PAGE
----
Information Governance: Thoughts on eDiscovery

In the last two weeks, Gartner has published their “Magic Quadrant” for eDiscovery, along with their view of the state of the market.  Our views on the market, along with what we’ve seen recently with our client-base, align with many of their observations.  In coming blogs, I will address some of the topics raised in these reports, along with observations around the market from our clients and other analysts; and where our strategy is focused to continue to serve as a leader in the market.

 

For this blog, I wanted to cover a couple topics.  First, I wanted to comment on the MQ, and second to discuss HP Autonomy’s current strategy around recommendations that were incorporated into these reports.  It is worth pointing out that many of the ideas in these reports are not new, but 2012 and the first half of 2013 has provided some empirical data to support the trends.   

 

HP Autonomy was again firmly established within the Leadership Quadrant for eDiscovery.  I am not sure that any other solution provider has been in the Leadership Quadrant as long as Autonomy (although I am sure someone will tell me if I am wrong).  The eDiscovery market has been extremely dynamic over the years, so to remain a leader is a testament to the fact that Autonomy can both innovate, while also deliver a solution that addresses the day-day requirements for our clients.  It also shows the importance of solid financial execution to support appropriate R&D, and staying power to live through fads and changes.

Beyond our solid results, in this blog I want to discuss two topics that were noted in both Gartner reports, and are also more broadly discussed by other analysts (IDC, Forrester, eDJ, etc) as well as other HP Autonomy clients:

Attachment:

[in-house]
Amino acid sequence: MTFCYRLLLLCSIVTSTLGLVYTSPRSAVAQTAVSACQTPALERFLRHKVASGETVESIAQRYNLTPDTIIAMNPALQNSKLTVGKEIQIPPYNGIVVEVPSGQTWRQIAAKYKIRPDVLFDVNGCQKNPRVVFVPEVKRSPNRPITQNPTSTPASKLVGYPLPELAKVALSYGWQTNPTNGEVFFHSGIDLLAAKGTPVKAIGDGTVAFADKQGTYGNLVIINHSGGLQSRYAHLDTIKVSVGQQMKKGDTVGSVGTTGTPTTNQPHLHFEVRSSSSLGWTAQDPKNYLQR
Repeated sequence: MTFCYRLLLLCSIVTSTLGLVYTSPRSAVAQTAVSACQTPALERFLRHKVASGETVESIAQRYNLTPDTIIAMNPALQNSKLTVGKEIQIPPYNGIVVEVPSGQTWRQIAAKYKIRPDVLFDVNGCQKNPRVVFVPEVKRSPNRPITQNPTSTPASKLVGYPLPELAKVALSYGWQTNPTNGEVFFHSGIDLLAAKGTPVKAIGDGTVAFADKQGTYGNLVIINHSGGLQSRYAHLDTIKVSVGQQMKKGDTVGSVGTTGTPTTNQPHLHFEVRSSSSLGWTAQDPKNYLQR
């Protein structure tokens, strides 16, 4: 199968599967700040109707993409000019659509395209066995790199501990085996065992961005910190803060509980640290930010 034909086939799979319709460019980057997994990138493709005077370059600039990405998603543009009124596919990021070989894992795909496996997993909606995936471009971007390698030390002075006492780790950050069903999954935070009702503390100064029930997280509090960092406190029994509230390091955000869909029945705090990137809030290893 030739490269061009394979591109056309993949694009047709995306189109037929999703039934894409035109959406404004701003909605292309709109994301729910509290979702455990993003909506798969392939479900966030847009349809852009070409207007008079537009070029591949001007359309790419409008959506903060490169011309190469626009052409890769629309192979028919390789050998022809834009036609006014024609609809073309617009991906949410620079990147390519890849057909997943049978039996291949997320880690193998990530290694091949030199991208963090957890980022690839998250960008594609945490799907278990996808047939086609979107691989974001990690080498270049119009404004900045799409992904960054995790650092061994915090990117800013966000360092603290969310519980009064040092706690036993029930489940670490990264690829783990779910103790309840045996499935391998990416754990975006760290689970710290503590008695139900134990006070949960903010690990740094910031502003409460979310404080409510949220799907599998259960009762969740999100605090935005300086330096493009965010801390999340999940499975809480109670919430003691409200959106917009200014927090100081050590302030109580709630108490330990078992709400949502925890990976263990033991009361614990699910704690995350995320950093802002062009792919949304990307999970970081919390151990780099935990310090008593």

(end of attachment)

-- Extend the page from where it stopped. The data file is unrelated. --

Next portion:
1. Importance of Analytics:  I had to laugh a little around the main themes in the last two Legal Tech’s; Predictive Coding in 2012 and Big Data in eDiscovery in 2013.  In a lot of ways, these two “hot topics” in two successive years show why so many eDiscovery players have come and gone. It also shows that a lot of people don’t understand the metaphysics involved here; the key to both is around information analytics.  To illustrate a point, I want to share a real-live case from one of our law firm clients
  • Nearly 4 years ago they were involved in a case, which required 2-3 months’ worth of traditional doc-doc review for a dozen lawyers/reviewers for the collected corpus
  • Three years later, that same data set required a re-review based on different arguments on appeal.  Using Autonomy’s analytics, including its concept clustering capabilities, the same dataset was re-reviewed in under 2 weeks with 3 reviewers. 

Aside from demonstrating the tremendous ROI that can be achieved with powerful analytics; the irony was the law firm was viewed as not using what others in the industry narrowly defined as TAR or “predictive coding.”  We agree.  Instead, they used a broader form of technology assisted review (TAR), enabled by analytics, allowing the law firm to deliver equal or better results, faster and at lower cost than traditional methods (or I would argue even the narrower view of “predictive coding”).  We believe real world uses cases and results should inform the definition, and from our perspective this was the epitome of TAR. 

 

My point is that sometimes, we in the industry get so hung up with a particular path, you get lost en route to the destination.  Our strategy has been to incorporate a broad set of analytics, including those that support “predictive coding”, but also many others that help gain insight into information.  Big Data is no different; the amount of data generated from structured and unstructured sources just makes analytics all the more important.